The Long March

The Long MarchThe funny thing about time is that it tends to move forward. With March 2012 finally behind us, a marked pause has emerged in global economic indicators. Perhaps this should be of no surprise. After $7,000,000,000,000 ($7 trillion, for those finding difficulty in counting the zeros) in central bank easing of various forms it may be ‘just about time’ for a respite. Recessions generally emerge about every three to four years – it has been three years since drastic actions were enacted to avert the normal course of economic cycles and arrest a deep economic contraction. So even with the incredible amount of easing, not to mention renewed efforts by 16 of the world’s 33 major central banks over the past four months, this artificially stimulated economic advance appears very tired.

During March, the USA saw 19 of 30 major economic (63%) reports fail to meet expectations. While we traditionally do not pay significant attention to individual monthly moves versus expectations we believe that others may view this as a negative development. Others did react negatively when similar data emerged during late spring and summer in each 2010 and 2011. It appears that a large part of the recent equity rally that began in November has been built on the presumption that global economic prospects were brightening. Unfortunately, in the USA housing and median wages continue to flounder. Considering the following two charts (data generously provided by American Business Analytics & Research LLC) it is surprising that there are still many pundits proclaiming that the USA is in a solid recovery. Please recall that housing and median wages are closely followed because they have historically been good barometers for wealth creation as well as credible indicators for consumption related to filling homes with copious amounts of stuff.

New Home Sales

Real Median Household Income

Moving to a broader and more global view we next turn to another of our favorite measurements. The ‘Markit Monthly Purchasing Manager Index’ details month over month expansion or contraction in manufacturing. A reading of more than 50 implies expansion, while a reading of less than 50 implies contraction. The following chart* details the ascent from the early 2009 deep contraction to general expansion from September 2009 through April of 2011. More recently it shows deterioration in expansion from April 2011 through February 2012. Some of the referenced economies are actually registering contraction. India and Russia appear to be the current bright spots while the USA decelerates and flirts with declining below 50. In any event, the global trend for nearly a year has been defined by slowing growth, and in some instances outright declines in growth. As we mentioned at the outset of this article, no wonder 16 of 33 major central banks reengaged easing over the past four months.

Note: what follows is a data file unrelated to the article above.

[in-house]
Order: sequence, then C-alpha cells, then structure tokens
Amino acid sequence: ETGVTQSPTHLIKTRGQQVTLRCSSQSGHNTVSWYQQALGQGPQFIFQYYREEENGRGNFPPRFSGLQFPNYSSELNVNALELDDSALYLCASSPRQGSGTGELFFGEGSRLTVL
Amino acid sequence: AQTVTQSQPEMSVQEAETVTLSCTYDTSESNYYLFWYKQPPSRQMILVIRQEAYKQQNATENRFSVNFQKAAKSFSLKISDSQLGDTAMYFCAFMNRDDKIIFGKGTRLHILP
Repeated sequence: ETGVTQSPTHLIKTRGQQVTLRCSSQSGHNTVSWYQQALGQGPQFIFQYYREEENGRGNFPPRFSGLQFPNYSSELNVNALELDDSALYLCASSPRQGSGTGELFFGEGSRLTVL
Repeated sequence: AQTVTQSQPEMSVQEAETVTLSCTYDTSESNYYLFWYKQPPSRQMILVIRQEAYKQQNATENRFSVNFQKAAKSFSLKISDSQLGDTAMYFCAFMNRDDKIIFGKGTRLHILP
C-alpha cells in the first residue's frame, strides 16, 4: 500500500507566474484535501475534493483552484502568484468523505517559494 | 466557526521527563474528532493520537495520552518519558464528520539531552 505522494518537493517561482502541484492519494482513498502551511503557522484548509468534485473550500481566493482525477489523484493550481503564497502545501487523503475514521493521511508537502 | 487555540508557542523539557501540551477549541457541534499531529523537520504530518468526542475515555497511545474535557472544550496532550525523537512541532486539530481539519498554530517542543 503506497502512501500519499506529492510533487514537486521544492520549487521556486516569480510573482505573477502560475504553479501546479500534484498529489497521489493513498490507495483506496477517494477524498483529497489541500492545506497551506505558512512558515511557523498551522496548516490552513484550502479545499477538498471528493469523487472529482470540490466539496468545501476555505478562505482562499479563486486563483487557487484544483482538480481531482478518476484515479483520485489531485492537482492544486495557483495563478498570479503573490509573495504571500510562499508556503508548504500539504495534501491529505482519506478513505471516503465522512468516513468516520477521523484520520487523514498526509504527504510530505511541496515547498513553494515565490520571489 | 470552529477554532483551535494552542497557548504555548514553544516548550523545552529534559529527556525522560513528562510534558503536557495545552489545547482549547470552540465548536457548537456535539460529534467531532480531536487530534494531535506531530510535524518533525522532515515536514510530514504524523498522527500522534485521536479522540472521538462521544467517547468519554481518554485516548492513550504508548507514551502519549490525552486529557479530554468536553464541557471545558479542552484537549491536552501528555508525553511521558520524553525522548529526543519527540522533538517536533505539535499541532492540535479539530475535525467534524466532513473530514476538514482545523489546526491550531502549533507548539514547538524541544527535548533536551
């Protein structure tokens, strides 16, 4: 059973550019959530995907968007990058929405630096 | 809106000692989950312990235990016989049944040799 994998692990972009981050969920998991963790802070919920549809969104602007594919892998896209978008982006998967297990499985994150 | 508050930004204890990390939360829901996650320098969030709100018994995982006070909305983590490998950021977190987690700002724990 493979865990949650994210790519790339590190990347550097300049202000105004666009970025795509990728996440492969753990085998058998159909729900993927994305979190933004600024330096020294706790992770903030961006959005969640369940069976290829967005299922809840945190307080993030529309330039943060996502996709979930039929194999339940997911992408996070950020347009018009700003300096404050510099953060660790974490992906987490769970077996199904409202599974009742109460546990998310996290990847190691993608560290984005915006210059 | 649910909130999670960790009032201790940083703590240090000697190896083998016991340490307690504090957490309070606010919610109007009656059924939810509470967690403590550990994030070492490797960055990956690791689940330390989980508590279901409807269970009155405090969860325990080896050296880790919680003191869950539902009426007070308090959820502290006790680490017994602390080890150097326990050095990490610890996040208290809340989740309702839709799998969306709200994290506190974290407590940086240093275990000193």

Monthly Purchasing Manager Index

Finally, our tour of data leads us to contemplate the USA Index of Industrial Production. As you will find on the chart below (again, data generously provided by American Business Analytics & Research LLC), USA industrial production has recovered to levels last seen in 2006. Europe is in a similar situation.

Index of Industrial Production

While directionally encouraging, it is not the trajectory needed to absorb the next inevitable recession. Fortunately, other regions of the planet have been able to significantly grow their industrial production cushion since 2006. South America has registered about 16% growth and Asia has seen growth of about 32%. These regions and subsets of other regions, such as the oil and gas producing portions of the Middle East and North Africa, not only possess an industrial production cushion but also have room for traditional fiscal and monetary efforts to soften recessions. Sadly, after five years much of the west has failed to build up a sufficient economic buffer (unemployment is already high, debt continues to increase, etc. . . .) and has nearly exhausted their ability to productively ease further. Unless, of course, printing more money and thereby diluting the value of their home currencies is considered a productive option.

With massive artificial stimulus seemingly fading in its effect, this is alarming indeed. So while time will definitely continue to march forward we continue to worry that equity indices may be indicating something very different than what pundits have proclaimed to be brightening economic prospects. Perhaps, as suggested above, the equity indices are likely discounting the probability of currency dilution due to further easing or outright money printing. Accordingly, we suggest that folks remain positioned for economic related caution as well as inflation from further easing efforts across the globe.

* Special thanks to our intern Kendrick Titus for compiling and analyzing data used in this chart.